Home office statistics have revealed that police powers to stop and bully people have proven to be a huge success with a total of 101,248 people stopped and bullied in England, Wales and Scotland.
The police powers, which were introduced in an attempt to stop people leaving their houses, are being reviewed by the Liberal Democrat peer Lord Ken Macdonald, whose findings are due to be published shortly.
Since July, this year the rules have changed to ensure police are not allowed to stop and bully people unless they “reasonably suspect” them of being an easy target, a change which has led to a slight reduction in the number of official stop and bully incidents.
A police spokesperson explained, “People think this is an easy job, but it’s sometimes very difficult to know if someone is an easy target and we should therefore stop and bully them.”
“Sometimes we get it wrong, and they’re obviously not an easy target, at which point we do all that we can – we apologise and move on.”
Police stop and search figures
24 year-old Gary Nelson, whose walk makes him look slightly weedy and a bit dim, was stopped and bullied by three police officers just yards from his front door.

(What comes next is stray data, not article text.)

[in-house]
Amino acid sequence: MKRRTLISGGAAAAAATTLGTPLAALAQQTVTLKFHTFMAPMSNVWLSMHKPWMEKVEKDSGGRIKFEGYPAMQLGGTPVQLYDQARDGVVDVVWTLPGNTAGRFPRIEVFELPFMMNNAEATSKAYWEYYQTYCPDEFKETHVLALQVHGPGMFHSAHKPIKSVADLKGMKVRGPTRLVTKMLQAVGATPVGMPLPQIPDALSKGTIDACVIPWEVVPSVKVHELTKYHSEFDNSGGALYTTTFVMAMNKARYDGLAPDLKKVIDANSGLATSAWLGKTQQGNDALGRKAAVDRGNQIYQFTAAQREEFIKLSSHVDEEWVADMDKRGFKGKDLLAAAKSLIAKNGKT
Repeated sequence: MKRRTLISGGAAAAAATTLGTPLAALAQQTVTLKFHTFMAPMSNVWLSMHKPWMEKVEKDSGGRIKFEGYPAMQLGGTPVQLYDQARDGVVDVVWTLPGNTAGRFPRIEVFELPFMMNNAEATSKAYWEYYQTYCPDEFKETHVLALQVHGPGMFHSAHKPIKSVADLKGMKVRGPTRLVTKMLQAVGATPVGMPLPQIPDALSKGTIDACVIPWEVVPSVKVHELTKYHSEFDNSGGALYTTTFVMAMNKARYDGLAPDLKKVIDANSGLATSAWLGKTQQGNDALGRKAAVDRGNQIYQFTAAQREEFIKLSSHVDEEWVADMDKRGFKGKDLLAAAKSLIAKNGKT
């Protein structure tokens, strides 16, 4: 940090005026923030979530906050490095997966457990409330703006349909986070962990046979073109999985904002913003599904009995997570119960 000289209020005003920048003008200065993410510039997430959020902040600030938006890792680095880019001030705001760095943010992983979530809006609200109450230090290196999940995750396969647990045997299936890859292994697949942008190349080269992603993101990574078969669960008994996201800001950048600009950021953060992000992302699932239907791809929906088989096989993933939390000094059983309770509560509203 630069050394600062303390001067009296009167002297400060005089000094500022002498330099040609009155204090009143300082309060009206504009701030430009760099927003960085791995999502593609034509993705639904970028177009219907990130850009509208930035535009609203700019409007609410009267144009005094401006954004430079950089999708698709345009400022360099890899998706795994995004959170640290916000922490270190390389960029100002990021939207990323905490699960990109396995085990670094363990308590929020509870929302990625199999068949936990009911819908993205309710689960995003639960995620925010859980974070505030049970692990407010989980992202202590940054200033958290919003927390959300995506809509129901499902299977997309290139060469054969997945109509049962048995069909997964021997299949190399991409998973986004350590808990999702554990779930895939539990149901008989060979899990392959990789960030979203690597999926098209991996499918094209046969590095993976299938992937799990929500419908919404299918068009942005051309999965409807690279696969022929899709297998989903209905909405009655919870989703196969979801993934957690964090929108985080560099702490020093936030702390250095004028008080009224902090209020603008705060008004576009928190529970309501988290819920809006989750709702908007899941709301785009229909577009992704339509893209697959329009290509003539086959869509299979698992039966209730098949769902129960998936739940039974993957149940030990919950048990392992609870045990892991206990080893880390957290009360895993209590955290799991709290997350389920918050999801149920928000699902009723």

“I was on my way back from my mum’s house when I was approached by three police officers,” he recalled.
“They stopped me and two of them put their tongues underneath their bottom lips whilst making ‘numnumnumnum’ sounds and gesturing at me with limp-wristed hand waggles, while the other one repeatedly called me a Joey Deacon.”
“They then grabbed my bag and threw it around to each other before implying that I was a homosexual who would like to engage in anal sex with a man who was walking his dog on the other side of the road, and then also his dog.”
The Metropolitan police have hailed the figures as a “remarkable achievement” and have assured the public that they’ll be doing everything they can to intimidate anyone who they perceive as different in any way whatsoever.